Tuesday, October 28, 2008
Indeed, learning systems need change, prompted by research and feedback, but the DI/DN argument should be recalibrated within more of a notion of digital literacy. Furthermore, some people (young or old) have high capacity to use various ICT tools in school and work, whereas others simply never learned. This does not mean that all people born after year XXXX are better or worse regarding digital literacy.
Some questions prompted by the research (Bennett, et al, 2008; Kennedy, et al, 2008) I found which should be asked by instructional designers:
1. Does DN usage, and supposed expertise of ICT tools, merit a fundamental change in education?
2. Even though DN use lots of ICT tools in their daily lives, what can they actually do with them?
3. What are the misassumptions of DN?
Some generalizations of DN include:
- The notion that they learn differently and have a preference and learning style which fits more into a constructivist framework (experiential learning, multi-tasking, problem solving, etc.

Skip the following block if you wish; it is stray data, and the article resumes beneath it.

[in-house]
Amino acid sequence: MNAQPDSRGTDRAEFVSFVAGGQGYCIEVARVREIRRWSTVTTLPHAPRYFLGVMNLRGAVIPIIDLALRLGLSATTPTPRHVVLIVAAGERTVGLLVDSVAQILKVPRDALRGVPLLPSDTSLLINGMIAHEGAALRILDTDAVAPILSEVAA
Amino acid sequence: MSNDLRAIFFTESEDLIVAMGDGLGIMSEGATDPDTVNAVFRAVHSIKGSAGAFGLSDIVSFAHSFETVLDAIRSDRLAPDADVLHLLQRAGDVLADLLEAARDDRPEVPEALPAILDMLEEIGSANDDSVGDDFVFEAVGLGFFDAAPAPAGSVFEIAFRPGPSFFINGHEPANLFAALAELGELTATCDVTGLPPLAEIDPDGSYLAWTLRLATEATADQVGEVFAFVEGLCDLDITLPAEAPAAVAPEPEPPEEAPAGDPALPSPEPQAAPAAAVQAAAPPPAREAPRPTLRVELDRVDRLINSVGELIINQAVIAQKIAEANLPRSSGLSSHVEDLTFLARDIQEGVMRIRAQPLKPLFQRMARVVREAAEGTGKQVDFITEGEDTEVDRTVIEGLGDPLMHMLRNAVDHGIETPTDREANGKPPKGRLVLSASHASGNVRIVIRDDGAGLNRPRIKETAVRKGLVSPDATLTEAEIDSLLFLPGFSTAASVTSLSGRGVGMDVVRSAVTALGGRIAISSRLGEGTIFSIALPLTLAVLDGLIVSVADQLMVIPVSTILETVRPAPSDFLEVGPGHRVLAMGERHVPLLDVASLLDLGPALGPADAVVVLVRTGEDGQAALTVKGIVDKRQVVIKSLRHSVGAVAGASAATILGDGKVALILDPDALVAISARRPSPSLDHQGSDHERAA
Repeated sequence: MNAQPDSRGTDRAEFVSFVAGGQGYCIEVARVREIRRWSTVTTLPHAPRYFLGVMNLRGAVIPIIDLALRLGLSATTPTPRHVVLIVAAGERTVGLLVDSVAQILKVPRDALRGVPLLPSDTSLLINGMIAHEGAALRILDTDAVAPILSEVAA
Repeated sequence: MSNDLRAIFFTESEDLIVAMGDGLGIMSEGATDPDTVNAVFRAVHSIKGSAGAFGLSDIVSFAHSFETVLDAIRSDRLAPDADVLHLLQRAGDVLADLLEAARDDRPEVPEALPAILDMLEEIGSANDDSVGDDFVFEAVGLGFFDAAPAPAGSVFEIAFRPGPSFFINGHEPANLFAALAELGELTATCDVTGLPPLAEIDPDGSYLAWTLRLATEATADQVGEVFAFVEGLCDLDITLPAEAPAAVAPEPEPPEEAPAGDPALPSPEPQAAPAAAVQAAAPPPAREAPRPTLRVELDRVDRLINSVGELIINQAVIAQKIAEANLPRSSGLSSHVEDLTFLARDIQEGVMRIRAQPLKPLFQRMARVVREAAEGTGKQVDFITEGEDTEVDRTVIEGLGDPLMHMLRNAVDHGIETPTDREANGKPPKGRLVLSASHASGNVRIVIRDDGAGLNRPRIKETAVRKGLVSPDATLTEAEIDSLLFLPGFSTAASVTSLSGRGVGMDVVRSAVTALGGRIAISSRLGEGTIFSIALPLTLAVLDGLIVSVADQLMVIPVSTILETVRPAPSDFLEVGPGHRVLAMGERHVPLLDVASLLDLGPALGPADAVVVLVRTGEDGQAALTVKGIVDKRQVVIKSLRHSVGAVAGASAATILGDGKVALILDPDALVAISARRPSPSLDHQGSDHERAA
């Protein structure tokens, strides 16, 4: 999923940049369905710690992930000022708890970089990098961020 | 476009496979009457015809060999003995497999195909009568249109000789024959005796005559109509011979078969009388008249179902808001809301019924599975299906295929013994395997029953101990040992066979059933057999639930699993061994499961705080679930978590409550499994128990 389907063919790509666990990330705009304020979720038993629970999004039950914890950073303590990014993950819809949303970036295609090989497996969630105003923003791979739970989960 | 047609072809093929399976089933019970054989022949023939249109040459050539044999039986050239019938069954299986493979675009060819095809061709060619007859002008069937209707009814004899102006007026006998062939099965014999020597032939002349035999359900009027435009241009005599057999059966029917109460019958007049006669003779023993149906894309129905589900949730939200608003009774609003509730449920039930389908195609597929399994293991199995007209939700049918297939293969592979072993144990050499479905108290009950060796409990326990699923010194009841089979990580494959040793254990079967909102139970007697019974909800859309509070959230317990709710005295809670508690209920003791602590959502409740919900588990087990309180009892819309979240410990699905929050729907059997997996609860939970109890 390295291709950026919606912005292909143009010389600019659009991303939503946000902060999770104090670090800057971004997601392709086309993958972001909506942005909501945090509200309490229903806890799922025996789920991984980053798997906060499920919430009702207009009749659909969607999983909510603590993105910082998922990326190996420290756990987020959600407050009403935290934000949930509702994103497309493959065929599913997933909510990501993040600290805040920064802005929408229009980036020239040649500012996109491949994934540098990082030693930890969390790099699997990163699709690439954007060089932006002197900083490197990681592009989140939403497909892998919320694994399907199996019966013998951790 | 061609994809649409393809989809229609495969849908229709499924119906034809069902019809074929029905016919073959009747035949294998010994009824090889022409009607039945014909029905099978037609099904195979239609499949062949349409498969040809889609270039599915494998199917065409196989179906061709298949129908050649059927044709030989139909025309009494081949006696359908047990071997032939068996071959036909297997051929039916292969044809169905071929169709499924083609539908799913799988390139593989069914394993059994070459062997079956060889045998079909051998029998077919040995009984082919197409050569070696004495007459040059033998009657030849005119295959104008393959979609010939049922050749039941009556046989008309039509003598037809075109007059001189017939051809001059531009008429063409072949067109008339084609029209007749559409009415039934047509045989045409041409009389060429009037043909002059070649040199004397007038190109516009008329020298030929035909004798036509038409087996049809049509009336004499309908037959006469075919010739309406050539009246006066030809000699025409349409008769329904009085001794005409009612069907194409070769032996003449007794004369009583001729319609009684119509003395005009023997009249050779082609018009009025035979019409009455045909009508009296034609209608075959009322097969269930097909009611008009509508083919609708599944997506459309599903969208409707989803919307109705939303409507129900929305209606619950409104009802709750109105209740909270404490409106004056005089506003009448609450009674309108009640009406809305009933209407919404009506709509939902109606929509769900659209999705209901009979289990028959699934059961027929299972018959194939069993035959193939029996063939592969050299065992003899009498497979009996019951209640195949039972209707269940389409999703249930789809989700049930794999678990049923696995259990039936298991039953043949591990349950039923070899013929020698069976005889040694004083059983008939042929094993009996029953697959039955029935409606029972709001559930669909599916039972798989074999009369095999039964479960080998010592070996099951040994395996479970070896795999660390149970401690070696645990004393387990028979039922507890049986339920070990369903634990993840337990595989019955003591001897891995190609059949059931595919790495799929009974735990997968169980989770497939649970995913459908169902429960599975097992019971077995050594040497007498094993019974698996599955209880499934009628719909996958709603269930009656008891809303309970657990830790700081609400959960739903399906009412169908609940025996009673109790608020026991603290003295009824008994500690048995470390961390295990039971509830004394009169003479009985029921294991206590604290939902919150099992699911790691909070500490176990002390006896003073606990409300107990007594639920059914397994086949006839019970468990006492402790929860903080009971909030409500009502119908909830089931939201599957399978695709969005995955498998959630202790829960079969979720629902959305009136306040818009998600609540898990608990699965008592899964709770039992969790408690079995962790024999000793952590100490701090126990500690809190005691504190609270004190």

However, can educators then assume that DN want these types of learning structures. Furthermore, Bennett, et. al., (2008) commented on the fact that multi-tasking is not a new phenomenon in learners and that regarding knowledge acquisition, multi-tasking could cause ‘cognitive overload’.
- They possess sophisticated technological knowledge
o This may be true, but as Bennet states, their sophistication does not translate into content creation. For instance, a person who chats on the internet is not necessarily creating webpages.
o Another important point to consider is the socio-economic status of different students. Some may not grow up with a computer in their homes.
- The idea that a DN is net savvy – but being able to use a computer is not the same as being information literate
Education should use various technologies in curriculum, but not just assume that DN are capable, nor really want to, use the technology. Information literacy should be emphasized in learning, and not assumed - teaching ways to develop critical thinking skills.